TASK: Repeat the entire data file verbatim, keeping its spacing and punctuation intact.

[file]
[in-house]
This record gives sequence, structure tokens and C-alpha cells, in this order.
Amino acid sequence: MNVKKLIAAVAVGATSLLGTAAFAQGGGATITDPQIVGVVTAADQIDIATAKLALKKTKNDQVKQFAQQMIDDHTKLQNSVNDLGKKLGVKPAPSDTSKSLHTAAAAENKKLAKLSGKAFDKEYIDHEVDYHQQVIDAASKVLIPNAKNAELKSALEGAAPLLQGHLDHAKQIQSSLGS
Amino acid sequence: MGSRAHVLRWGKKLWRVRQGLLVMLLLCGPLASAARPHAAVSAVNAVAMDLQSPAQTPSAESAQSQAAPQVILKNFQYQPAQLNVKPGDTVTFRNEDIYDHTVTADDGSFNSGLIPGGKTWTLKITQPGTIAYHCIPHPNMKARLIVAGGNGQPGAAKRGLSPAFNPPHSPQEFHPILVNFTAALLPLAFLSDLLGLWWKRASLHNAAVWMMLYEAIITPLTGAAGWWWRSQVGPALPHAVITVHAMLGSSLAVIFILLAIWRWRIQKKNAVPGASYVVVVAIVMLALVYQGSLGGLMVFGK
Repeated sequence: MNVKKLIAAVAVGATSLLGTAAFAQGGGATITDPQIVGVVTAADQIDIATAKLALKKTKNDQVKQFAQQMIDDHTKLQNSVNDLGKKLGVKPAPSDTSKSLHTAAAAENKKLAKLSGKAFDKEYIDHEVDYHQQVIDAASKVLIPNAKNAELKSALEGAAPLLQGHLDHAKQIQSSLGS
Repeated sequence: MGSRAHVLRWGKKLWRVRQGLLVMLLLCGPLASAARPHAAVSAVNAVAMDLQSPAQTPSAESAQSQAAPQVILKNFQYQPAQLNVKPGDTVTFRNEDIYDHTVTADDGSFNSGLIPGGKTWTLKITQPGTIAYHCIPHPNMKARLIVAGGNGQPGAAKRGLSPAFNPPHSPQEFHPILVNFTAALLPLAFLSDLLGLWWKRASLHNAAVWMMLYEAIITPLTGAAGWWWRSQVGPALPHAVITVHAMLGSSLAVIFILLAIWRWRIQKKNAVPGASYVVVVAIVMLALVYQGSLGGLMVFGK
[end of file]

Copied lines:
[in-house]
This record gives sequence, structure tokens and C-alpha cells, in this order.
Amino acid sequence: MNVKKLIAAVAVGATSLLGTAAFAQGGGATITDPQIVGVVTAADQIDIATAKLALKKTKNDQVKQFAQQMIDDHTKLQNSVNDLGKKLGVKPAPSDTSKSLHTAAAAENKKLAKLSGKAFDKEYIDHEVDYHQQVIDAASKVLIPNAKNAELKSALEGAAPLLQGHLDHAKQIQSSLGS
Amino acid sequence: MGSRAHVLRWGKKLWRVRQGLLVMLLLCGPLASAARPHAAVSAVNAVAMDLQSPAQTPSAESAQSQAAPQVILKNFQYQPAQLNVKPGDTVTFRNEDIYDHTVTADDGSFNSGLIPGGKTWTLKITQPGTIAYHCIPHPNMKARLIVAGGNGQPGAAKRGLSPAFNPPHSPQEFHPILVNFTAALLPLAFLSDLLGLWWKRASLHNAAVWMMLYEAIITPLTGAAGWWWRSQVGPALPHAVITVHAMLGSSLAVIFILLAIWRWRIQKKNAVPGASYVVVVAIVMLALVYQGSLGGLMVFGK
Repeated sequence: MNVKKLIAAVAVGATSLLGTAAFAQGGGATITDPQIVGVVTAADQIDIATAKLALKKTKNDQVKQFAQQMIDDHTKLQNSVNDLGKKLGVKPAPSDTSKSLHTAAAAENKKLAKLSGKAFDKEYIDHEVDYHQQVIDAASKVLIPNAKNAELKSALEGAAPLLQGHLDHAKQIQSSLGS
Repeated sequence: MGSRAHVLRWGKKLWRVRQGLLVMLLLCGPLASAARPHAAVSAVNAVAMDLQSPAQTPSAESAQSQAAPQVILKNFQYQPAQLNVKPGDTVTFRNEDIYDHTVTADDGSFNSGLIPGGKTWTLKITQPGTIAYHCIPHPNMKARLIVAGGNGQPGAAKRGLSPAFNPPHSPQEFHPILVNFTAALLPLAFLSDLLGLWWKRASLHNAAVWMMLYEAIITPLTGAAGWWWRSQVGPALPHAVITVHAMLGSSLAVIFILLAIWRWRIQKKNAVPGASYVVVVAIVMLALVYQGSLGGLMVFGK